go out unauthorized into the world as a minister for Christ and officiate in the sacred ceremonies and
ordinances of the gospel of Christ.
(Romans 10:14-15) "How shall they preach except they be sent?"
The plan of God cannot be frustrated.
"Every good gift and every perfect gift is from above, and cometh down from the Father of lights, with whom is
no variableness, neither shadow of turning." (James 1:17).
"... Lo, I come to do thy will, O God." (Hebrews 10:9).
We find unauthorized men today, professing to be ministers of Christ, who have brought the world to a mess of
confusion. We find people today who have not so much as heard whether there be any Holy Ghost--like the
disciples whom Paul found at Ephesus. (Acts 19). Paul at once knew they had not been properly baptized, for
no servant of God would baptize a man without teaching him to expect the birth of the Spirit to follow the birth of
the water. John told all whom he baptized, "I indeed have baptized you with water: but he (Christ) shall baptize
you with the Holy Ghost." (Mark 1:8). Therefore Paul knew John did not baptize these men. Someone, probably,
who had seen John baptizing, thought he could do the same and went out to baptize in the same manner as
John, but not being sent of God to do that work, the blessing of the Lord did not follow.
Paul taught the men the gospel and baptized them over again, and when he laid his hands on them they
received the Holy Ghost. This is the difference between those whom God sends and ones not sent of God. The
blessing only follows the ones the Lord sends to do the work.
Today God has not left us to wander in the wilderness of the people without divinely authorized ministers to
lead the honest in heart out of confusion and darkness into light. God sent an angel, John the Baptist, a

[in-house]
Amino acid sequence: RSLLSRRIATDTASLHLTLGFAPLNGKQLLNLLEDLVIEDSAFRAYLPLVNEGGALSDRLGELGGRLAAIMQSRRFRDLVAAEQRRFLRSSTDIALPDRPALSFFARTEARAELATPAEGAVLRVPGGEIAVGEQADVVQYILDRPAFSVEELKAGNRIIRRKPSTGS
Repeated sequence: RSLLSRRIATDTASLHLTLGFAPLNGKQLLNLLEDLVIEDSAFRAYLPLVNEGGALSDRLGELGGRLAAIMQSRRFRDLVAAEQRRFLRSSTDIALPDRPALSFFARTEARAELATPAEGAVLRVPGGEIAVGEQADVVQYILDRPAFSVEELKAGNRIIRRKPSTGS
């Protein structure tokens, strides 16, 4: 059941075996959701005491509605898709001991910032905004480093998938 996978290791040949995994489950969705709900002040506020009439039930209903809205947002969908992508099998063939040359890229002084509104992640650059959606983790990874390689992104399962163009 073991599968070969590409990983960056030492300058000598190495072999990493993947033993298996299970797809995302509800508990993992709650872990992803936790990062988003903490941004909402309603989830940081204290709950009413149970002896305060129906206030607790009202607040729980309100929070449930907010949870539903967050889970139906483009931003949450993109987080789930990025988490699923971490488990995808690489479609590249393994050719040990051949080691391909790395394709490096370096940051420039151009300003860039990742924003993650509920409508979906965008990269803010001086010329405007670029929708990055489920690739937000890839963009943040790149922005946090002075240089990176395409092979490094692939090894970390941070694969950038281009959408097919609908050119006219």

resurrected being, from his presence to earth, who visited Otto Fetting, of Port Huron, Michigan, a number of
times. During a visit on July 18, 1929, he laid his hands on Otto Fetting's head, confirming the authority on
earth to represent Christ and his church. (Mal. 3:1-4, 4:5,6; Matt. 17:11-15; Acts 3:21; Luke 1:16, 17, 1:76-79}.
This revived condition of the church made way for the ordinances of the gospel to be taught, administered, and
obeyed in their purity."... he shall purify the sons of Levi, and purge them as gold and silver, that they may offer
unto the Lord an offering in righteousness." (Mal. 3:3). The sons of Levi were the ministry.
The Holy Ghost is now given in abundance to those who repent and are baptized into the Church of Christ
established in 1929 anew. (Message 30:7) Men can now be born of the wafer and of the Spirit, because God
has given the authority and the commission to preach the gospel and spread abroad the glad tidings. Many
times the angel has come bearing revelations from the throne of God for the people of our day. His work is to
set the church in order.
"The instruction is sent, to the wise, a warning; to the sleeper, an awakening; to the wicked, destruction; but to
the people of the Lord, a message that Christ's coming is near at hand." (Message 3:2).
The church established anew in 1929 is of the same origin and authority as the apostolic church in New
Testament times; twelve apostles, its leading ministers; Christ the head; signs and wonders following them
that believe, because God indeed established it.